Sunday, February 21, 2010

Community Garden Resistance

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I've been following the story of this proposed community garden for a while.

Rivals Dig in as Public Garden Plan Divides.

I still don't understand the resistance, or rather, I don't understand their reasoning.

"On one side of the fence are those who want to turn a corner of the Hardy Gallagher Reserve into a community garden, with 60 plots leased to people to grow vegetables.

On the other are those who fiercely oppose the alienation of public parkland for a select group. Mr Fraser said opponents were not concerned about the idea of a community garden, rather the suggested location and the fact that 1600 square metres would be fenced off. "

But, later in the article they say - "The reserve has already lost an area to parking, a bocce court and a large children's playground."

That means there have already been sections partitioned off to select groups. So, that statement doesn't hold water.

"Chris Fraser says losing part of the park is untenable given that space in inner city areas is so precious."

Doesn't it make that even more of a reason to use that space for something useful - like letting people grow food? Because, yeah, bocce is more important than sustenance.

Mr Fraser also said, "Vegetable gardens don't look the best when they start to go to seed.''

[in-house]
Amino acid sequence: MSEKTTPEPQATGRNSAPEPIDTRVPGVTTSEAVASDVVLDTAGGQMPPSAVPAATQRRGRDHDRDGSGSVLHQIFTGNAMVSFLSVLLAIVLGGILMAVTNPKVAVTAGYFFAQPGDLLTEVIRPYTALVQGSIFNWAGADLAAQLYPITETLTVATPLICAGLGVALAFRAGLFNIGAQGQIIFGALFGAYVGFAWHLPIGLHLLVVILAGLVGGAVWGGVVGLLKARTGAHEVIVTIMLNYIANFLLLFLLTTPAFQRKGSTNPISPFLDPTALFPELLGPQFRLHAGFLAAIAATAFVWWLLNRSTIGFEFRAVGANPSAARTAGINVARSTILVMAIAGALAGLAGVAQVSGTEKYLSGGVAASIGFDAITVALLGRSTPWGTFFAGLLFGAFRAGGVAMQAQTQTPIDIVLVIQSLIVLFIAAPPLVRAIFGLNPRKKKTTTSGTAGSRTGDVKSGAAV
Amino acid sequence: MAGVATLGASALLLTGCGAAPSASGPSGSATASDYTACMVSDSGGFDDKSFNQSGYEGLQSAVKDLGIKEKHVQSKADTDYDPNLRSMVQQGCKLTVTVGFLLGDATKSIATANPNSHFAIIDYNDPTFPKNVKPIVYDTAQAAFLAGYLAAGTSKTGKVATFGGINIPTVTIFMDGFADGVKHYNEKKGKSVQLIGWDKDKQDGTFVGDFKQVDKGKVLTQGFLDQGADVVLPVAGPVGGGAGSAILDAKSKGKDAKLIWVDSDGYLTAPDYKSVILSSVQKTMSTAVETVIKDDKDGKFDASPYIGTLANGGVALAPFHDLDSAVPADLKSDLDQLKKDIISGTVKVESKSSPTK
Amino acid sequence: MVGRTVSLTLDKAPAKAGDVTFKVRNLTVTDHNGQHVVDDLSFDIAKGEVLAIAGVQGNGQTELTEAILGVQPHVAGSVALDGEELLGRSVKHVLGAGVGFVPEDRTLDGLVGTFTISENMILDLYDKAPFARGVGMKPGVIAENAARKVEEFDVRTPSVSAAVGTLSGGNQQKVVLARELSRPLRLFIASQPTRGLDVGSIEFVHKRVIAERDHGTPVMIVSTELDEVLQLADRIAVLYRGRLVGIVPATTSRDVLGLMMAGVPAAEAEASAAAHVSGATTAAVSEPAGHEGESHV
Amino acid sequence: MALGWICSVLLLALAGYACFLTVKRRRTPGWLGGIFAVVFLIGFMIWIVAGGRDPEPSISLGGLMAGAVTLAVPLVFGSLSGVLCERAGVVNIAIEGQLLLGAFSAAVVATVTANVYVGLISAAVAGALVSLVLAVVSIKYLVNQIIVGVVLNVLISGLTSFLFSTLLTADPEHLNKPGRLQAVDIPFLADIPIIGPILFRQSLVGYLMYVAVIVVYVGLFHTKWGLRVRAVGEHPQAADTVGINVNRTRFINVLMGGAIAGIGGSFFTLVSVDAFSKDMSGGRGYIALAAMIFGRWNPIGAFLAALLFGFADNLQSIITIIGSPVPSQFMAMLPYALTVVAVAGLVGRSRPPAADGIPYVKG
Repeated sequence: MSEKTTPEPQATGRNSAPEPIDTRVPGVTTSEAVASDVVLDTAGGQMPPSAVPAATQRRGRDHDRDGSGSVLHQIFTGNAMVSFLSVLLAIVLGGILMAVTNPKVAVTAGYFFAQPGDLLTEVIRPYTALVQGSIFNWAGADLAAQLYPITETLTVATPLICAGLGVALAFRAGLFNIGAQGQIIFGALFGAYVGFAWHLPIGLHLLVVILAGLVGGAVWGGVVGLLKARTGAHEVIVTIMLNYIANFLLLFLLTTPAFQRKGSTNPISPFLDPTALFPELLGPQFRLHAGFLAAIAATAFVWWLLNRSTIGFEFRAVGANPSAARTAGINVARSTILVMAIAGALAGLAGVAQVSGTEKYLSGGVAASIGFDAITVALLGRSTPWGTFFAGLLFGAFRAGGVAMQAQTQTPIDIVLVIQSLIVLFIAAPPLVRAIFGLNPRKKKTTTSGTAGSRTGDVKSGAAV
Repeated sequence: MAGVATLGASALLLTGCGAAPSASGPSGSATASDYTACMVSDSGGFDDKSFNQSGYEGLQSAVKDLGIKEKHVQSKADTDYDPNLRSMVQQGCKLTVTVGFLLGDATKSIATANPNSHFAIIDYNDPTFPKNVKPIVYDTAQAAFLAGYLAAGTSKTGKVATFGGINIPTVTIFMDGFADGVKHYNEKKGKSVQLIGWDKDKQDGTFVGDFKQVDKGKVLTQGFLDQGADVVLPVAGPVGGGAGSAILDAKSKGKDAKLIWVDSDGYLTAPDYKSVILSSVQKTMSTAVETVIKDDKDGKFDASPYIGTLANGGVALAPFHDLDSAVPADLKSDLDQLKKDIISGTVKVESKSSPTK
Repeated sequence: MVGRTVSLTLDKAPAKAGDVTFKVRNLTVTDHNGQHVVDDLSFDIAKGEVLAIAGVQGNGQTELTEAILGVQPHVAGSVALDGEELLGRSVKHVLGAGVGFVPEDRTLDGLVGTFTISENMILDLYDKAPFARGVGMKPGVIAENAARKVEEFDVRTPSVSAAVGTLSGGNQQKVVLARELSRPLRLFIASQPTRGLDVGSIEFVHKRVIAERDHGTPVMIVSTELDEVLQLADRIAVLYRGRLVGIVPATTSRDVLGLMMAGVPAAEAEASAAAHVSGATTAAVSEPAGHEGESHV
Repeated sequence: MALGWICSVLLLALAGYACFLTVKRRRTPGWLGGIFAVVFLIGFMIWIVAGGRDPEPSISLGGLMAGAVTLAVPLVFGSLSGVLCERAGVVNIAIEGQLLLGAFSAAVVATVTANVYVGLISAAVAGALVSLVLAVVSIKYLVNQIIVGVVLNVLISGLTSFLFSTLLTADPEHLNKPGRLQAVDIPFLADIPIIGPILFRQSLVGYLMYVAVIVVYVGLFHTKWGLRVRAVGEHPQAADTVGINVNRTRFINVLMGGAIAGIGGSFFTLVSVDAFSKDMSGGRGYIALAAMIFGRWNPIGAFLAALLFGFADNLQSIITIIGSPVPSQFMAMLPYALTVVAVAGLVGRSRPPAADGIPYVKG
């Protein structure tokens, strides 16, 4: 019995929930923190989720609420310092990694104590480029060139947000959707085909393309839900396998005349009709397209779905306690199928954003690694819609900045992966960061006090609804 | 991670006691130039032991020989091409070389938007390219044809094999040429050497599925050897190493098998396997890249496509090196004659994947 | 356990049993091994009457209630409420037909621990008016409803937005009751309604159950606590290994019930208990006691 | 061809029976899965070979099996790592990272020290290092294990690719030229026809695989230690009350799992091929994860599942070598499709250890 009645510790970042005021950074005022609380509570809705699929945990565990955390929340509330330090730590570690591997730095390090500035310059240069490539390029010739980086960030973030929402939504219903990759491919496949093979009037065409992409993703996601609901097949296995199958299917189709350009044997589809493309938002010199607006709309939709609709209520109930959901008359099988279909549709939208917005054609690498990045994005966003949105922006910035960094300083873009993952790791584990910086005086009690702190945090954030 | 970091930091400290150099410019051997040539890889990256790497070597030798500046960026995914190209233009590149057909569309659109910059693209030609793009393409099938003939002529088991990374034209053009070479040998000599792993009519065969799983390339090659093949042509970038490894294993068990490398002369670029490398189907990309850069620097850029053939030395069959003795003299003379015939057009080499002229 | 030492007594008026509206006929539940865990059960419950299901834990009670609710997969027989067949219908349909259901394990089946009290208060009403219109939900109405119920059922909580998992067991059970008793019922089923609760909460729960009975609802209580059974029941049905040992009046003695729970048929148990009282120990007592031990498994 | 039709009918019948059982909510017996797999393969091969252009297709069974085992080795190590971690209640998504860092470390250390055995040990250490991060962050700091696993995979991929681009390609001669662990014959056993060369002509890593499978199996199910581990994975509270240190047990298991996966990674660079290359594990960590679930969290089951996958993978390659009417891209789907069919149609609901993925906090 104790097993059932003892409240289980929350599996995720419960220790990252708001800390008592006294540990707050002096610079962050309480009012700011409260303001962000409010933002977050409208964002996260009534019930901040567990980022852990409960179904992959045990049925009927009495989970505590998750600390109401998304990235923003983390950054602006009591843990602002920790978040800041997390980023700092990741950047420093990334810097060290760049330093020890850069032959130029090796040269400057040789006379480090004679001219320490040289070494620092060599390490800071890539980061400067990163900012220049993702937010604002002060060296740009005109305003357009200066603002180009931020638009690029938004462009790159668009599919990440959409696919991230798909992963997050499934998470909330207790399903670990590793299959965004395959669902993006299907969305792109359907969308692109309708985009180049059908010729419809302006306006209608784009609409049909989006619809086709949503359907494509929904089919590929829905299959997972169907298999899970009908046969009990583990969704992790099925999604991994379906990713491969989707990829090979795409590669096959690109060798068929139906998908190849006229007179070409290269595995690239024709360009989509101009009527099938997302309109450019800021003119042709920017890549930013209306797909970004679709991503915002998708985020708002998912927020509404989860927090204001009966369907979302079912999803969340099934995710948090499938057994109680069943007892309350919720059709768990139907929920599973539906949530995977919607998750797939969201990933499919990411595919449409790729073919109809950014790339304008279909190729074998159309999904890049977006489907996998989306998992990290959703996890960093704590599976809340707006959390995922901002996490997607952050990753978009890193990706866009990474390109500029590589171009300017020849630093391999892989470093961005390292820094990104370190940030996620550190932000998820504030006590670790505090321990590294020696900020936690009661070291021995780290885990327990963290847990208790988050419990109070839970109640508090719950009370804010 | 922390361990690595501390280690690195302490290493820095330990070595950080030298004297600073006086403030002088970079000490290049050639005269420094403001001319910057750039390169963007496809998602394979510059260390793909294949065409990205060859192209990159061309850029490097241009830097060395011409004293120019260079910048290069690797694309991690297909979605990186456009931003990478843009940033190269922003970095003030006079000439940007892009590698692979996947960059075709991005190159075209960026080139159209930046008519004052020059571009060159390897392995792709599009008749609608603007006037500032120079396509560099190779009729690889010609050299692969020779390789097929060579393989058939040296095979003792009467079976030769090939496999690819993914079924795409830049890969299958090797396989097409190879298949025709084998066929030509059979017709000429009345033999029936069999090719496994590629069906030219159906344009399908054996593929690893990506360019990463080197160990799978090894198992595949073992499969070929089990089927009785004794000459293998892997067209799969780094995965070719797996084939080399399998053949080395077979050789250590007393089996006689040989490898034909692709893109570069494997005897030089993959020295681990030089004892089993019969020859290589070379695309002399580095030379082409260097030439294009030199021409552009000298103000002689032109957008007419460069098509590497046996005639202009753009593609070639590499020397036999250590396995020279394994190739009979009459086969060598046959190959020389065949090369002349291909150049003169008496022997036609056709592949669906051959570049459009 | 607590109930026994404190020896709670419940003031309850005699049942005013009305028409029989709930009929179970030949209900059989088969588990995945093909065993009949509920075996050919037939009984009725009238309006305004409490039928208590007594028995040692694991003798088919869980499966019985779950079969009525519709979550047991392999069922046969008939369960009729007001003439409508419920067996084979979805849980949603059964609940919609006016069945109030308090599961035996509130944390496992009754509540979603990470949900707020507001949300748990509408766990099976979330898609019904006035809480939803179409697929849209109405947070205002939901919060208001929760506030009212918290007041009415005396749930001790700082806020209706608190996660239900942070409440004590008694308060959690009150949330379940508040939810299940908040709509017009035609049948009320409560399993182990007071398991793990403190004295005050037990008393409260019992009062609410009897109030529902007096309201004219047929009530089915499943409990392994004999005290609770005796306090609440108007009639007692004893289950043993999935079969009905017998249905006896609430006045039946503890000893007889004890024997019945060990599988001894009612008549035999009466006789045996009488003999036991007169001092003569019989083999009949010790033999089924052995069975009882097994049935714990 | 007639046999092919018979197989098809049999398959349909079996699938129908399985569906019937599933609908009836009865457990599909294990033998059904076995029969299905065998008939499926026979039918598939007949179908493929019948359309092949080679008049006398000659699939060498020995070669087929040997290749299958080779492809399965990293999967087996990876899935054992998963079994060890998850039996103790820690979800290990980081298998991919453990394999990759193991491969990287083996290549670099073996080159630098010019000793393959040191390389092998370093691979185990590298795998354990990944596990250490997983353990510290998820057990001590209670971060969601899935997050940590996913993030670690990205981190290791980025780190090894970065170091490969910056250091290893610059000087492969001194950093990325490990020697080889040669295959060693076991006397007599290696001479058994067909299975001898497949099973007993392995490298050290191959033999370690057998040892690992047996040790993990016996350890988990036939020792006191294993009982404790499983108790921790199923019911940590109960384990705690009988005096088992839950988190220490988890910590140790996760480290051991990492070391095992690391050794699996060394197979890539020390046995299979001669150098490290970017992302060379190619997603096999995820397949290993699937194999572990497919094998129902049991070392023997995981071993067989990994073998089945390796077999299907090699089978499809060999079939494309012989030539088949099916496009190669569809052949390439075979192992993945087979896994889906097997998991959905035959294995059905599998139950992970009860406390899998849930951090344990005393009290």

Ummm, what does that have to do with anything and why is he assuming the plot holders would let them go to seed? Or is that just a nice way of saying 'they won't keep up on maintenance and weed the dang things'?

Negotiating has been going on for 20 months. Do they have any idea how much food these people could have grown in those 20 months?!

The whole round and round is simply maddening. And the resistance seems pointless.
I think they need to think up some better reasons to keep saying no.

Happy (plot) Growing!
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2 comments:

ChickenFreak said...

I think it's related to the American (is this in America?) love for unbroken swaths of lawn and suspicion of any other use of land. I've visited towns where even _flowers_ in the front lawn seemed to be eyed with suspicion, and vegetables would be unthinkable. People want to see an unbroken swath of grass - they want front lawns to look like "parkland". So for a _park_ to be turned to (gasp!) vegetables would probably be even more of a sacrelige.

Tina said...

Hiya, Chicken freak,
thanks for dropping in.
This is going on in Australia.
Yeah, I'd totally agree with you if this was a US thing...grass sucks. lol.